Dr. Jennifer Bencie’s responsibilities as health officer for the Florida Department of Health in Manatee County extends to keeping a constant eye on the weather because extreme cold, heat, wind and flooding can be deadly to humans and their pets.
Bencie released a severe cold weather warning Wednesday for Manatee County regarding a frigid air mass from Canada headed for Manatee and surrounding counties on Thursday and Friday.
The warning advised residents to stay indoors as much as possible and to wear multiple layers of loose-fitting clothing, as well as a hat, scarf and mittens when going outside Thursday and Friday.
“It has been eight years since we last saw temperatures this low for such a prolonged period,” Bencie said in her alert. “It’s critical that residents and visitors take necessary precautions to protect themselves from these unseasonably cold temperatures.”
Although both days are expected to be sunny, temperatures are expected to be in the low to mid-30s on both Thursday and Friday morning with wind chill driving the temperatures down to 25 degrees, Jennifer Hubbard, a meteorologist from the National Weather Service in Ruskin, said Wednesday.
Friday will be a bit colder than Thursday because the wind will die down that day, allowing for “radiational cooling,” Hubbard said.
“Temperatures like these can truly be dangerous,” said Tom Iovino, a Florida Department of Health in Manatee County spokesman.
Late afternoon temperatures on Thursday and Friday will rise, but just to the mid-50s, Hubbard said.
Saturday will still dawn cold with temperatures in the mid-30s but will show signs of a slow but steady warm up that continues through Sunday, Hubbard added.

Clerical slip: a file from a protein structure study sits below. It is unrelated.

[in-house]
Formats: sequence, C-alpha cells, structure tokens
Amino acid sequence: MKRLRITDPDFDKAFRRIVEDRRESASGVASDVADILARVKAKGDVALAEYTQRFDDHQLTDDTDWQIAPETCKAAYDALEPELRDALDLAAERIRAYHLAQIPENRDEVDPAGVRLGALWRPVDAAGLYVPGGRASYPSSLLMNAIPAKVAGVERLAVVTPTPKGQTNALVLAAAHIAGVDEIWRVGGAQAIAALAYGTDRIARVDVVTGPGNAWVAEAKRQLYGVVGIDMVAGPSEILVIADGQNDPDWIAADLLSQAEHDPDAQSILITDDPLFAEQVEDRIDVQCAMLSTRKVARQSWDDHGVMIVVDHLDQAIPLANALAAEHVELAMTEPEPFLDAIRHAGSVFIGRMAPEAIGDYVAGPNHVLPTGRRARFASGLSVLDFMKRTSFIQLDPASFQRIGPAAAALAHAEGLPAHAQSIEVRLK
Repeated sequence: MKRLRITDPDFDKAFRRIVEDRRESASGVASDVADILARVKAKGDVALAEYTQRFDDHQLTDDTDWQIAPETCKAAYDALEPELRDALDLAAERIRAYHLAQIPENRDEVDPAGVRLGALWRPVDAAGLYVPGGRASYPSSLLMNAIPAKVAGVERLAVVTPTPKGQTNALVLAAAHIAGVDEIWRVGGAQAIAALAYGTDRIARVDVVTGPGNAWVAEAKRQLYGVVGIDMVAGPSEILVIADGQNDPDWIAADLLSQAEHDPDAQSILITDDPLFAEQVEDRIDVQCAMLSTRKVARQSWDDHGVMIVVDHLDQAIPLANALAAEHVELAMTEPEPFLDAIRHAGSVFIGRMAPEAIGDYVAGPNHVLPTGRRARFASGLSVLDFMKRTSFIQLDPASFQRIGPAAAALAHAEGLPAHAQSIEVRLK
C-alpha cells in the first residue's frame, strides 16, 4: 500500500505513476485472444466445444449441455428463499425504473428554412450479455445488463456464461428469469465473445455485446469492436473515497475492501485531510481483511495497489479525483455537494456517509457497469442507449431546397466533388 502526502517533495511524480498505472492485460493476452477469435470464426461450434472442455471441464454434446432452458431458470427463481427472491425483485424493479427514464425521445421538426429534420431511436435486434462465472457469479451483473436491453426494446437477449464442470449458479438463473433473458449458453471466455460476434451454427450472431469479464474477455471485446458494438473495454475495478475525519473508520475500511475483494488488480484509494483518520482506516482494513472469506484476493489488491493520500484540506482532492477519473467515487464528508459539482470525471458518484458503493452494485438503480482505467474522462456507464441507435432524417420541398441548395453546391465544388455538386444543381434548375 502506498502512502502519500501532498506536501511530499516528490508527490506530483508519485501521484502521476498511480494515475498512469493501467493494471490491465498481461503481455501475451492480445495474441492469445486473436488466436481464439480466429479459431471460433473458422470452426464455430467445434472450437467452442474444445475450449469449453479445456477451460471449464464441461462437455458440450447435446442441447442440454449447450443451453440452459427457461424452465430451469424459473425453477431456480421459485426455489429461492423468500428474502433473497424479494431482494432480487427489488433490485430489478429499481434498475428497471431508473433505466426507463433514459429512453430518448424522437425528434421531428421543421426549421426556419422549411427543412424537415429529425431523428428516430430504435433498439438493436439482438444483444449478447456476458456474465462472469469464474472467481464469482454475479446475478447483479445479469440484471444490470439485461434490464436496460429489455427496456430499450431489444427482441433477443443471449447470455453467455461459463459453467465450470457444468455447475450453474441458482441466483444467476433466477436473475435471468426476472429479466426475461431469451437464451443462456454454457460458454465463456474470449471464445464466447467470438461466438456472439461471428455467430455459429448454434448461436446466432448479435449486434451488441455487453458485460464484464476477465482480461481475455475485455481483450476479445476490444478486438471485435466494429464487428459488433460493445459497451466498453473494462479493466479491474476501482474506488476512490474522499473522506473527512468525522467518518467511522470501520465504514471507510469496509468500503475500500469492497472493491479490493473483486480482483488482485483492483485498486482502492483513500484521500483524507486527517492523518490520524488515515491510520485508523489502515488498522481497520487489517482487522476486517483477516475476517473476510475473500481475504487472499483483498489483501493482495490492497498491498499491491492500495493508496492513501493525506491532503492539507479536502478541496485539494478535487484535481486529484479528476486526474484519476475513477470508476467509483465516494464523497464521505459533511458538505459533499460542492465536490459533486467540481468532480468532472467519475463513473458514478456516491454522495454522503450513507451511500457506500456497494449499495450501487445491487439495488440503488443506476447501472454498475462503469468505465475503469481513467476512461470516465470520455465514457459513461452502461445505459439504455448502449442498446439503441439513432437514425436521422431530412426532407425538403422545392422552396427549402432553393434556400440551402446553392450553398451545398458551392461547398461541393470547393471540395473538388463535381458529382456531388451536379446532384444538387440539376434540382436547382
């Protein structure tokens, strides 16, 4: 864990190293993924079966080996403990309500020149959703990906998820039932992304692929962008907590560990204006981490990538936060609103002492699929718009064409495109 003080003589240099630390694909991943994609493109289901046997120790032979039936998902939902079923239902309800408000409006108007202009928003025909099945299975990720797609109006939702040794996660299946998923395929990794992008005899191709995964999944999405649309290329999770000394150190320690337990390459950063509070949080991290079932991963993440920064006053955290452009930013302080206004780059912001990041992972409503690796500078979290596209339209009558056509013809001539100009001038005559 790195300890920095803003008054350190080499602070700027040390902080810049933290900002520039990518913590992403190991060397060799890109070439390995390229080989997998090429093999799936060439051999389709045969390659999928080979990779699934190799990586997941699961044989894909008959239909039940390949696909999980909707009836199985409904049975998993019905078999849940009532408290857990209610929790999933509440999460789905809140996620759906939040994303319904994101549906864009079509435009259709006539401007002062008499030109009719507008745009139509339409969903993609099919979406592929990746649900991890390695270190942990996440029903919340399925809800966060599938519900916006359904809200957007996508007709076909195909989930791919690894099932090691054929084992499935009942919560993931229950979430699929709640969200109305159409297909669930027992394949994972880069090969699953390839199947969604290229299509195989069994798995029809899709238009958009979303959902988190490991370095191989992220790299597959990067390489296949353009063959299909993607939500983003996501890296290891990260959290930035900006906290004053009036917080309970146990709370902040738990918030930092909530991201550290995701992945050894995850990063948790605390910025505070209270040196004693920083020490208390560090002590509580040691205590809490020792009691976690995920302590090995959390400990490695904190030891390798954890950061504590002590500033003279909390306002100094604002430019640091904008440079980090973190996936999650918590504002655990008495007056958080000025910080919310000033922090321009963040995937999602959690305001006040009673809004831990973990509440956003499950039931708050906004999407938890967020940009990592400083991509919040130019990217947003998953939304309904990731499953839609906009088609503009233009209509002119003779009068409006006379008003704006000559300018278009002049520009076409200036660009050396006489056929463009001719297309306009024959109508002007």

The health department is urging that residents follow eight cold weather safety steps, listed with this story, to keep themselves and their pets safe Thursday and Friday.
Winter safety tips
- Stay indoors as much as possible to keep healthy, safe and warm. Make sure to check on friends and family members and neighbors who are especially at risk from cold weather hazards, including young children, older adults, and the chronically ill.
- For outside activities, dress in multiple layers of loose-fitting clothing. Don’t forget to wear a hat, scarf and mittens, or other winter gear.
- Heat your home safely. If you plan to use a wood stove, fireplace, or space heater, be extremely careful. Make sure each appliance is properly adjusted and you have followed the manufacturer’s instructions and local building codes for use.
- Prevent carbon monoxide (CO) poisoning by never using generators, charcoal grills or gas grills indoors and by installing a CO detector to alert you of the presence of the deadly, odorless, colorless gas.
- If temperatures are forecast to dip below freezing, leave your home’s water taps slightly open so they drip continuously.
- Eat well-balanced meals to stay warmer. Avoid drinking alcoholic beverages — they cause your body to lose heat more rapidly. Instead, drink warm beverages such as hot chocolate or hot tea to help maintain your body temperature. If you have any dietary restrictions, consult your doctor.
- Bring pets out of the cold weather and provide them warm shelter.
- Cold weather can displace wild animals. Stay clear of wild or feral animals including cats, bats or raccoons especially if they look sick or appear injured. They could have rabies and hurt animals can also injure you.
The Florida Department of Health in Manatee County